Makee: ESI Reduction Cookbook (with examples) (as of November 2000)

Reducing a single observation with makee.

Reducing an entire observing run (multiple reductions) using esipipe.

Reducing a single ESI observation with makee.

Before running makee you must select your four input images: (1) object , (2) trace star , (3) flat field , and (4) arc lamp . The arclamp is optional (you just won't get a wavelength scale.) You can also use two arclamps for ESI (CuAr and HgNe) although only one is required for wavelength calibration. A short dark (or bias image) may be included using the "bias=", but is not required (a default pattern for ESI will be used).

Select your input files by referring to your logsheets and/or a listing of your ESI Exposures (you can use rhh to get a quick listing of your data). Below is an example listing using rhh :

  58  esi0058  23Oct00 15:46  Ec:IntF+qtz1  0.75  1x1     6s  IntFlat 
  65  esi0065  24Oct00 04:26  Ec:Obje       0.75  1x1   100s  BD+28 4211  
  76  esi0076  24Oct00 13:28  Ec:Obje       0.75  1x1  3000s  SDSSp0324-0457 
  77  esi0077  24Oct00 14:30  Ec:Obje       0.75  1x1  3000s  HS1818+1037 
  83  esi0083  24Oct00 15:46  Ec:Line+cu1   0.75  1x1   300s  CuAr              
  84  esi0084  24Oct00 15:56  Ec:Line+ne1   0.75  1x1     4s  Hg+Xe       

This listing shows the observation number, filename (.fits is assumed), the UT date and time, "Ec:" for echellette., observation type, slit width, binning, exposure time, and object name.

In this example, we want to reduce observation #76, a 3000 second exposure of "SDSSp0324-0457". We will use the UV bright standard star BD+28 4211 to define the echelle trace curve.

The MAKEE command for this would be:

makee esi0076 esi0065 esi0058 esi0083 esi0084  log=esi0076.log

Here we used a single quartz flat, although a sum of flats is usually recommended. We also used two arclamps, although only one was required. We have included the option "log=" to send the output to a log file, alternatively we could have had the output sent to screen (default).

First, look at the log file for this reduction, esi0076.log . Look for error and warning messages or excessive cosmic ray rejections (more than 1000 in the object, or 5000 in the sky background).

Next, look at the trace PostScript file, . The residuals should be less than about 0.5 pixels with larger residuals of a pixel or more at the edges of some orders.

Then look at the profiles PostScript file, . The dotted lines show which regions were extracted as object and background. If the automatically selected regions are inadequate, you can manually select the object and background regions (see Controlling the Object Extraction Boundaries ).

Then we look at the wavelength calibration PostScript file, . The top plot shows the first iteration correlation shift which usually has residuals of about 0.2 pixels. The bottom plot shows the fit to arcline centroids which usually has residuals of about 0.2 pixels. For more information on how the ESI wavelength calibrations are done see ESI Wavelength Calibrations .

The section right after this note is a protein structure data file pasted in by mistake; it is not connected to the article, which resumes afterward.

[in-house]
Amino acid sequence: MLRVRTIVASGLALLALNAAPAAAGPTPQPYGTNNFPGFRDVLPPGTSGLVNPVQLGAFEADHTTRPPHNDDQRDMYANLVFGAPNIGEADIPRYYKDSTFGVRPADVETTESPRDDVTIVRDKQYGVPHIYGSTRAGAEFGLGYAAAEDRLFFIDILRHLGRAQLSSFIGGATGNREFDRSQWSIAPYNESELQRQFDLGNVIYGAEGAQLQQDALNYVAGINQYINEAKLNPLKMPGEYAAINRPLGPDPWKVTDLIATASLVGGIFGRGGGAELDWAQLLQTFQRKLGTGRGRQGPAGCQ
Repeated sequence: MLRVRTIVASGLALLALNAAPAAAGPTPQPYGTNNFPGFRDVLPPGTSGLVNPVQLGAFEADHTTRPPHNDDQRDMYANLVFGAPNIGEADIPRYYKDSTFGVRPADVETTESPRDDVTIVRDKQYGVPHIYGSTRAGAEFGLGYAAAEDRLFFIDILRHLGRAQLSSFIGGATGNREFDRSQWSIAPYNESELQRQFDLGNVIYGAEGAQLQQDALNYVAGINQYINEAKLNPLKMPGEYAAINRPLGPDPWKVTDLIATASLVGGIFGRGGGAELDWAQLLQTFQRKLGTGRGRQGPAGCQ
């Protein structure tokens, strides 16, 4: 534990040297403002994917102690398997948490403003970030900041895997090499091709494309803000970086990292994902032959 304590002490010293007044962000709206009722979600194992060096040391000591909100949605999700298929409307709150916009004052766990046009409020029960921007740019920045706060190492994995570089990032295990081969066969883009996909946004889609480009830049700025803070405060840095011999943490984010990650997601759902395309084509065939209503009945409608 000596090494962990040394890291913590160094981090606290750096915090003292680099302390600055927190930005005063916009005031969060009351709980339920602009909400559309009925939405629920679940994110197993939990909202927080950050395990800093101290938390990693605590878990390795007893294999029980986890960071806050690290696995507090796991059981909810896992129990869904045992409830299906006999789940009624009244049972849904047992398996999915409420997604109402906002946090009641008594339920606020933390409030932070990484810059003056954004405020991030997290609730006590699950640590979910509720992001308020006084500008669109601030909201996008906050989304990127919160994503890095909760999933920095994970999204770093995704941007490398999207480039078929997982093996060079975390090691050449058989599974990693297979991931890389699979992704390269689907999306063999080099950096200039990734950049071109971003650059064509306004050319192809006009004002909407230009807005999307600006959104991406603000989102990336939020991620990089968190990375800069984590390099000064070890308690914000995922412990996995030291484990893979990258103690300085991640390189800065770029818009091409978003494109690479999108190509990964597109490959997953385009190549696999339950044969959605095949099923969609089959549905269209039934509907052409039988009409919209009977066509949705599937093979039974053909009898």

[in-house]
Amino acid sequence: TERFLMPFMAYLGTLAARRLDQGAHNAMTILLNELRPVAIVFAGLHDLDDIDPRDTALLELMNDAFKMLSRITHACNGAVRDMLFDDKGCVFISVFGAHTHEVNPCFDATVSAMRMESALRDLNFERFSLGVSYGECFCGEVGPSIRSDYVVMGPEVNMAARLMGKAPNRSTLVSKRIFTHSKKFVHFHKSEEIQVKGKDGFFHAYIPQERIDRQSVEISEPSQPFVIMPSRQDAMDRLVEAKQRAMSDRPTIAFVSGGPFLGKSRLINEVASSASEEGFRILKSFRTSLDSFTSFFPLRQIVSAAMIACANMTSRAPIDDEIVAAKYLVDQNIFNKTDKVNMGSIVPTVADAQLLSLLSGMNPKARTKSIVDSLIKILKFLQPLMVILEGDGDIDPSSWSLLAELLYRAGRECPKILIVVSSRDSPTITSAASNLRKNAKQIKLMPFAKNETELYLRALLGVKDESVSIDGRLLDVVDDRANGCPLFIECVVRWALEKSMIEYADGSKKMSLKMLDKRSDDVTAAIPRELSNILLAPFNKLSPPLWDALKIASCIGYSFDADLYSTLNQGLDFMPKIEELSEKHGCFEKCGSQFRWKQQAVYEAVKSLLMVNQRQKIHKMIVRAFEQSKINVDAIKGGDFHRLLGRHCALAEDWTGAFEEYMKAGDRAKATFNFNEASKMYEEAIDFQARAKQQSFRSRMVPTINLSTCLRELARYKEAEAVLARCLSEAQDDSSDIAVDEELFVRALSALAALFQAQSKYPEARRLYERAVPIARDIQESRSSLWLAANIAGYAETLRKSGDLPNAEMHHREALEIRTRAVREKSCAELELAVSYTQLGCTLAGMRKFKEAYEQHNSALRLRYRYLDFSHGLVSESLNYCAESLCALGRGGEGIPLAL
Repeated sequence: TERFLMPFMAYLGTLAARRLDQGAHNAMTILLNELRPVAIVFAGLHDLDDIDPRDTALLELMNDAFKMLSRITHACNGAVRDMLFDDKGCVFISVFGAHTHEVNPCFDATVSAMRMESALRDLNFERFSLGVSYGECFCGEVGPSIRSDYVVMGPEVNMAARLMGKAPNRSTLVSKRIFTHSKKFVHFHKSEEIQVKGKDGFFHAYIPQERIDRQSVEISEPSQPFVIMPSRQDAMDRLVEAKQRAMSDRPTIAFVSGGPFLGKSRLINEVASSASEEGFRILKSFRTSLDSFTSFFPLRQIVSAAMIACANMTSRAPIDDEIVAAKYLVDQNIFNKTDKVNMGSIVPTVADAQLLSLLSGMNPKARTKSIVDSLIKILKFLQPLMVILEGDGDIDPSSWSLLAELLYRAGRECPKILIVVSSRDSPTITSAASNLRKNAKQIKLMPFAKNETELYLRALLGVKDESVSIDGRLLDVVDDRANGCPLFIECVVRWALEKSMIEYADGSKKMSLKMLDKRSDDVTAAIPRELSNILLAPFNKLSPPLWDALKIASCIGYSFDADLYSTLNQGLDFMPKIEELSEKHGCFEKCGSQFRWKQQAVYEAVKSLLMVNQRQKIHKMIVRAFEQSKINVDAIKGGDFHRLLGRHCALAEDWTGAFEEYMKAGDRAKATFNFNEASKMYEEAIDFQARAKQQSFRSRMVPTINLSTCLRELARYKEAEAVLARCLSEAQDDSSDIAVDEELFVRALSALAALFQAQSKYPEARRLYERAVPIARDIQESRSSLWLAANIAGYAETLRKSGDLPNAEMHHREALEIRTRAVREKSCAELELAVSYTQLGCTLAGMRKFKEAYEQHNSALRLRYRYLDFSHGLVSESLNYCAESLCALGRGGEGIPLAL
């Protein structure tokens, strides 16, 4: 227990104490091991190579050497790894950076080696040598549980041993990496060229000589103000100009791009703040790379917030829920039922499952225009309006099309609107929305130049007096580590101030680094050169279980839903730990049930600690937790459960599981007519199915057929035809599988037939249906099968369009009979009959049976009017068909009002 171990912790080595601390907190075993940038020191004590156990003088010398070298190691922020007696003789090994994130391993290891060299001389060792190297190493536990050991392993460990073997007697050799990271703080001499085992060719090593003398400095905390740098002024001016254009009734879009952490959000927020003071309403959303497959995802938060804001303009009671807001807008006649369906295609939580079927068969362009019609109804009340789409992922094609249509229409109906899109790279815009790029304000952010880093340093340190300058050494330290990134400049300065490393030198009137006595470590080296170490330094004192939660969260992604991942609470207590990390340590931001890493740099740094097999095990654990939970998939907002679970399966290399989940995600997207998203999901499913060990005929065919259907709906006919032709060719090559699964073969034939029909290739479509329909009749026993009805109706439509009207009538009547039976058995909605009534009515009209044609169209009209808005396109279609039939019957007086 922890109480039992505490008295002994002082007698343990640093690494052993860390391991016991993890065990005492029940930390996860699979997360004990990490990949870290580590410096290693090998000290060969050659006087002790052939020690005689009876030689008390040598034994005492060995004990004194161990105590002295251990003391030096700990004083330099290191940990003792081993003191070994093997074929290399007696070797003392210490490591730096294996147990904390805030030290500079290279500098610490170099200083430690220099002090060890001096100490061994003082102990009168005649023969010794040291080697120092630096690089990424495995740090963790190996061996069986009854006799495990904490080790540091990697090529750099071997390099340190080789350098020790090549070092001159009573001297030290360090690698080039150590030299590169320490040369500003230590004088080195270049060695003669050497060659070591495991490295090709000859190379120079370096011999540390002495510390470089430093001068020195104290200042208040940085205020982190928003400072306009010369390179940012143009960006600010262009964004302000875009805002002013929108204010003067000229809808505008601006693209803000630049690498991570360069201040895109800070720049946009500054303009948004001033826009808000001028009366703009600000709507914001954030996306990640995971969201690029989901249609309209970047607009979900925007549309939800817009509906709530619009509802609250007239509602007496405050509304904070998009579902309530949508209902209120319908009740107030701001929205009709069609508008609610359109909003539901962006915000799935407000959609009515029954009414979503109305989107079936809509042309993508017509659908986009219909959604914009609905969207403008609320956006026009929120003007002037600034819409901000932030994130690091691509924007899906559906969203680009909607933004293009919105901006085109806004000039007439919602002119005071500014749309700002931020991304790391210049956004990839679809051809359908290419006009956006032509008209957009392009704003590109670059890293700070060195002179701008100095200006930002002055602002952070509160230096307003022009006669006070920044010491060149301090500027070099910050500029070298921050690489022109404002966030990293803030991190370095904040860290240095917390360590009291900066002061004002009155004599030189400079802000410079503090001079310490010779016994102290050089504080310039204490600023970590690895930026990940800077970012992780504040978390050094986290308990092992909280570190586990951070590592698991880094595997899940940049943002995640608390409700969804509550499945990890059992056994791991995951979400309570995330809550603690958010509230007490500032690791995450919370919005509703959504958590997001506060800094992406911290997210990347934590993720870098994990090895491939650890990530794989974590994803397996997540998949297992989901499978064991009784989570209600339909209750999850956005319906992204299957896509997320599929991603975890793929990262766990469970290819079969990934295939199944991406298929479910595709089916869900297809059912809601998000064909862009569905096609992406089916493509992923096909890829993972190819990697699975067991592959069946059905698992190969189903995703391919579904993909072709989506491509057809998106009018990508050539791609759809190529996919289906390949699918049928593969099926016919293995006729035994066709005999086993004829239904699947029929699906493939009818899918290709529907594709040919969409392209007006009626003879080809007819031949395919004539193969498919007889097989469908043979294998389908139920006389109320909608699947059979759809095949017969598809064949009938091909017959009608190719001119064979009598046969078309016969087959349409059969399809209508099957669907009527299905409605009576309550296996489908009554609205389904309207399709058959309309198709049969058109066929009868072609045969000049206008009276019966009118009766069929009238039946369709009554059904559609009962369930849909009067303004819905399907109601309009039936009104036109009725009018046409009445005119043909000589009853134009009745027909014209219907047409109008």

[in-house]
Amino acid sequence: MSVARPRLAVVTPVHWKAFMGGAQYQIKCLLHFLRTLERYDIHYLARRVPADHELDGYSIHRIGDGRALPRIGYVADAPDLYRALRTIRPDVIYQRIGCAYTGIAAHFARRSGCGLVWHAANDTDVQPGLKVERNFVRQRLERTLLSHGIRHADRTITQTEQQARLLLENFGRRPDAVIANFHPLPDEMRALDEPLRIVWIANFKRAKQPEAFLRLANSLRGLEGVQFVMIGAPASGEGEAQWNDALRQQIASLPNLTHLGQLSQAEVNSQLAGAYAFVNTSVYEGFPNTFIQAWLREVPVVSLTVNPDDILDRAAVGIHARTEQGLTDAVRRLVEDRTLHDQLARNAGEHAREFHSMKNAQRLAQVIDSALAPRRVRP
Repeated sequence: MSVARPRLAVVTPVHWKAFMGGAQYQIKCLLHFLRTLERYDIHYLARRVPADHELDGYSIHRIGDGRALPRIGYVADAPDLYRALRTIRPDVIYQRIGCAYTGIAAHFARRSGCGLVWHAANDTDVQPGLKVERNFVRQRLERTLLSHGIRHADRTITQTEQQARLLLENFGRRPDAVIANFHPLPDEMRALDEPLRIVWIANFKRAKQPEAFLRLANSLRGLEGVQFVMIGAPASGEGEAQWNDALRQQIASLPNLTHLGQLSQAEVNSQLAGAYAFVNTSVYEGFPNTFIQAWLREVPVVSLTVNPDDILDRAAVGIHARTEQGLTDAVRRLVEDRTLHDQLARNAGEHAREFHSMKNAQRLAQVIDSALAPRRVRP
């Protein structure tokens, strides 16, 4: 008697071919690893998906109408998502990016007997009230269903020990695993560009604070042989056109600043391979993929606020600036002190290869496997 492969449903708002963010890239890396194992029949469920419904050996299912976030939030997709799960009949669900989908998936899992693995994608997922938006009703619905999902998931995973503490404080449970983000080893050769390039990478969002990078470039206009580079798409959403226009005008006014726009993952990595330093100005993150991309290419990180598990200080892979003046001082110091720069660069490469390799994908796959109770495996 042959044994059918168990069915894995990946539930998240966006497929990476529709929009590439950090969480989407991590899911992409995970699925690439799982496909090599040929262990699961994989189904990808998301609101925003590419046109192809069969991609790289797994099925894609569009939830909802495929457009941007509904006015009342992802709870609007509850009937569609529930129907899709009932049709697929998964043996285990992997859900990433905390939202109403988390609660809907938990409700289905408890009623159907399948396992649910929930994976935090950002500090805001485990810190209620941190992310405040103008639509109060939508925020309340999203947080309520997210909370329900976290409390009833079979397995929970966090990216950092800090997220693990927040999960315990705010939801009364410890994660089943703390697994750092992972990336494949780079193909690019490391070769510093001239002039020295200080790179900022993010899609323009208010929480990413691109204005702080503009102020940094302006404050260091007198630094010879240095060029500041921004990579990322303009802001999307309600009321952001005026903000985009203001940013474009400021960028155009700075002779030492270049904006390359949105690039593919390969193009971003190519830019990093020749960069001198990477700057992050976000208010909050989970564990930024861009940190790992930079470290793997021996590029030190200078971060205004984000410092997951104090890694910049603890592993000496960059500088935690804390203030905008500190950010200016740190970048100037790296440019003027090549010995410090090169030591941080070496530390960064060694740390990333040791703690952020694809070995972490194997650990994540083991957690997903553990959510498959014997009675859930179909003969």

If those plots look ok, we can view the Flux-076.fits and Err-076.fits with spim0 or xplot .

Reducing an entire ESI run data set using esipipe.

The program esipipe can be used to create a script of "makee" commands. The following steps may be used:

  1. Create a tabular listing of all ESI raw image files using rhh :
         rhh esi*.fits > rhh.list

  2. Create a simple listing of all ESI raw image files within the directory containing the raw ESI exposures.
         ls esi*.fits > raw.list

  3. By looking at "rhh.list", select which exposures may be used for tracing the echelle pattern (trace stars). Create a new file which contains the observation numbers of these exposures. One observation number per line in the file. For example, this file could be called "star.list".
         vi star.list

  4. In your working directory, run the esipipe command. For example, if your raw image directory is a sub-directory called "myrawdata" below your working directory:
         esipipe raw.list star.list raw=myrawdata

  5. Look at the file "makee.script" to see if the makee commands are appropriate for your data set.
         vi makee.script

  6. Run the script "makee.script" in the background:
         source makee.script &

  7. By default, a ".log" file will be created for each reduction. You can check the size of the ".log" files for unusual reductions, and also search for errors and warnings:
         egrep -i error *.log
         egrep -i warning *.log

  8. For each observation, check the PostScript plot output as described above. Note that the "" and "" files are labelled using the observation numbers of the trace stars and arclamps. In particular, if any of the ranges shown in "" files look bad, you may need to re-run makee and manually control the object and background ranges (see Controlling the Object Extraction Boundaries ).

  9. Run logsum to create a tabular and PostScript summary of cosmic ray rejections given in the ".log" files:
         logsum all

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